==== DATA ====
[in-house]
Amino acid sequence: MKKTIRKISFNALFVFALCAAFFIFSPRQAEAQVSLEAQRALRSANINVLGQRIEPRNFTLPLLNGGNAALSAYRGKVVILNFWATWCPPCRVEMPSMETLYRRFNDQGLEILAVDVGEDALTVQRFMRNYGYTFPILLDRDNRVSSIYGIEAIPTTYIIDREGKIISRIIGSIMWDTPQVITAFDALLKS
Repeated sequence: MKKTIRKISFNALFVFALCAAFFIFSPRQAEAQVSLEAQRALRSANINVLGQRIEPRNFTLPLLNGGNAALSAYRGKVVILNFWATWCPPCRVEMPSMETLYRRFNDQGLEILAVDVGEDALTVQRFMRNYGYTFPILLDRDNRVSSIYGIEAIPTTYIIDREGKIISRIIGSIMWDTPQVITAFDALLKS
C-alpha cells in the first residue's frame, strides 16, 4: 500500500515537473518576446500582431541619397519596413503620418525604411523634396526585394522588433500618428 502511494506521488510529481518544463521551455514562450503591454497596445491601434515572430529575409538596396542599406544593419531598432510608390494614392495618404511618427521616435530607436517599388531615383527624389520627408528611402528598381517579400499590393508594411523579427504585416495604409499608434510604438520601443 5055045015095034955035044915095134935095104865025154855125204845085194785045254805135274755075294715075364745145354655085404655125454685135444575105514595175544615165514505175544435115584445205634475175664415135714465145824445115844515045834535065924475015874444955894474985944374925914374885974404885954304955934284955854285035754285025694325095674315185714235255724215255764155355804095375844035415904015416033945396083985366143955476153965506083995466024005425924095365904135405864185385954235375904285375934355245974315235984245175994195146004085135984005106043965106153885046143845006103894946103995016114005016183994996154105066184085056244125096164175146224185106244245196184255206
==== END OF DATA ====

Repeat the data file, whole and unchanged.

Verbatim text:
[in-house]
Amino acid sequence: MKKTIRKISFNALFVFALCAAFFIFSPRQAEAQVSLEAQRALRSANINVLGQRIEPRNFTLPLLNGGNAALSAYRGKVVILNFWATWCPPCRVEMPSMETLYRRFNDQGLEILAVDVGEDALTVQRFMRNYGYTFPILLDRDNRVSSIYGIEAIPTTYIIDREGKIISRIIGSIMWDTPQVITAFDALLKS
Repeated sequence: MKKTIRKISFNALFVFALCAAFFIFSPRQAEAQVSLEAQRALRSANINVLGQRIEPRNFTLPLLNGGNAALSAYRGKVVILNFWATWCPPCRVEMPSMETLYRRFNDQGLEILAVDVGEDALTVQRFMRNYGYTFPILLDRDNRVSSIYGIEAIPTTYIIDREGKIISRIIGSIMWDTPQVITAFDALLKS
C-alpha cells in the first residue's frame, strides 16, 4: 500500500515537473518576446500582431541619397519596413503620418525604411523634396526585394522588433500618428 502511494506521488510529481518544463521551455514562450503591454497596445491601434515572430529575409538596396542599406544593419531598432510608390494614392495618404511618427521616435530607436517599388531615383527624389520627408528611402528598381517579400499590393508594411523579427504585416495604409499608434510604438520601443 5055045015095034955035044915095134935095104865025154855125204845085194785045254805135274755075294715075364745145354655085404655125454685135444575105514595175544615165514505175544435115584445205634475175664415135714465145824445115844515045834535065924475015874444955894474985944374925914374885974404885954304955934284955854285035754285025694325095674315185714235255724215255764155355804095375844035415904015416033945396083985366143955476153965506083995466024005425924095365904135405864185385954235375904285375934355245974315235984245175994195146004085135984005106043965106153885046143845006103894946103995016114005016183994996154105066184085056244125096164175146224185106244245196184255206